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Death Management or how to deal with dying

When all around you, on every continent, people are slaughtering each other nonstop, it becomes so overwhelming that it is hardly ever personal.

But when you pass the requisite four score and seven years allocated to you in the Good Book, and friends and relatives start passing away, death stares you in the face.

What with the daunting tasks our president and our country face in Iraq, Afghanistan, the Middle East and here in our own land, I have adopted my own Death Management plan.

I grieve. I may even cry, but then I recount to myself, and anyone who will listen, cheerful or unusual anecdotes about the deceased.

My beloved younger brother died much too soon in Princeton last week. And I berate myself for not making the effort to drive down and see him one last time. Don’t make the same mistake.

Then I remember when I went AWOL for a weekend just before sailing on a troopship to Italy and Fred left his post at his Marine base to come back to Hartford to see me off.

More than 100 of us had gone home for the weekend before our ship left its berth in Brooklyn, so while we were at sea, the punishment was a slap on the wrist and a $10 fine.

The Marines were not so forgiving. When Fred returned to his base, he was sentenced to four days on bread and water.

He laughed later when he told how he was escorted by two burly MPs to the brig. “One of them hollered out, ‘Turnkey, turnkey, I have a prisoner for you.’ I felt like I was being thrown into a medieval dungeon to rot for the rest of my life.”

We teased our dear mother with this mantra: “Mom, how does it feel to have a son who is a felon?” She always retorted: “Now, stop that, Barnett.”

An e-mail arrived a few days ago. A longtime friend and colleague in the State Tourism Office, Chuck Norwood, died at the age of 92.

He was an Orthodox Jew who was not the first one you would pick for a combat mission. Yet he was with the Army throughout the Pacific War and on the deck of the USS Missouri, where he reported for Armed Forces Radio the surrender of the Japanese High Command to General MacArthur.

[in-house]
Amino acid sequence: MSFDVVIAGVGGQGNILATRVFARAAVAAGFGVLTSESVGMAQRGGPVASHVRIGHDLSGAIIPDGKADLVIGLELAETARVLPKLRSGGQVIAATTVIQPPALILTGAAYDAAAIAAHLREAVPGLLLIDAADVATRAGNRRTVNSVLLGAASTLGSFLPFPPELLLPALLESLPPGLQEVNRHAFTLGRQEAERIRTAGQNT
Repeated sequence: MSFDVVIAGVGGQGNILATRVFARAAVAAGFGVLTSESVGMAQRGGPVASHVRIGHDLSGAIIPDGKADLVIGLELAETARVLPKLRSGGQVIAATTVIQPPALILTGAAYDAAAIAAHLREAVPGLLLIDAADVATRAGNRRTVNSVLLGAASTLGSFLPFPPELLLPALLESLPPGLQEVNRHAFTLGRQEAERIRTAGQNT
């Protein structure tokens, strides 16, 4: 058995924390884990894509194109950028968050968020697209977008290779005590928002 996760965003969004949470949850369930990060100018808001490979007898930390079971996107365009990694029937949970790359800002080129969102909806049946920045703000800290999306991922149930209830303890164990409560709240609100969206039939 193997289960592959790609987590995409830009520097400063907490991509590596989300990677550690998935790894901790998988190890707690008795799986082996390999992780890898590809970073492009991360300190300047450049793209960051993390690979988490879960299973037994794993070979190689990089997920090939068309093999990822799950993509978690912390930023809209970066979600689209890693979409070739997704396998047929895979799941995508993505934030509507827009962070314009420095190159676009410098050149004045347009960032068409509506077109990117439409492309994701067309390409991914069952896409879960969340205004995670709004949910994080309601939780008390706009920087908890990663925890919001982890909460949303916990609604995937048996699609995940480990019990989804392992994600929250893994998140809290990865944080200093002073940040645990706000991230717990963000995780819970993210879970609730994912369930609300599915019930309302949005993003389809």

Our late son, Adam, a paratrooper with the 82d Airborne, had a host of anecdotes. One day my office phone rang. “Barn, it’s Airborne, we’re flying to Canada to jump with the Canadians. I wanted you to know that I’ve just seen a map of the jump zone. It’s right next to a lake.”

“Is that important? Why are you telling me that?” I replied.

“Because last year two of our guys missed the jump zone and fell into the lake.”

I took a deep breath. “Well, thank you for sharing that with me.” He hung up. He didn’t fall into the lake. After the jump the Canadians took the Yanks to Ottawa, where they spent a happy evening quaffing Canadian beer.

Then he was deployed to Jordan, where his squad trained Jordanian paratroopers to jump from high-speed jet planes. They had only old propeller planes in their air force.

“They were afraid to jump out of our planes,” Adam reported. “We had to kick them out.” Probably another reason why the Muslim world is so mad at us today.

I met Doug Larche a few decades back in a summer playwriting class at Yale. He wrote a play about an early abolitionist, Sojourner Truth, rented a motel room, rounded up a cast and we read his play. It has since been produced on Broadway and won prizes. I can’t tell you how much I enjoyed his company.

I hadn’t heard from him for years, but the phone rang the other night. It was Doug: “I convey to you the terrible news that I have joined your club.”

What club? I wondered. A library board? The American Legion?

“Our beloved son just died at the age of 36,” he said. “I remembered that your son had died at 36.” He had, in the prime of life, from skin cancer. Dolores and I had just seen the Pulitzer prize-winning play, “The Rabbit Hole,” performed by the Goshen Players. It was about a family that had just lost a young son, and how they coped.

I discussed the play with Doug.

The dramatist concluded: We cope, the way we all must, we never get over it, but we live with it. I’ve given it a name: Death Management.

Finally, I want to say a few words about Paul Newman.

I met Newman three times. The last time was when I convinced 12 Connecticut celebrities to pose in short videos promoting our state as a vacation destination.

I was state director of tourism and it was one of my better ideas.

We filmed Newman at Lime Rock race track. After the shoot, I thanked him, but as he walked away I called to him. He turned. “Not enough garlic!” I yelled.

He had just come out with his salad dressing and I didn’t think it had enough of the stinking bulb. He laughed and continued walking. The great actor and philanthropist was not a personal friend, but his dying has somehow left a void in our lives.

Freelance writer Barnett Laschever, the curmudgeon of Goshen, is writing a play about a forgotten Connecticut hero, Gen. Israel Putnam.

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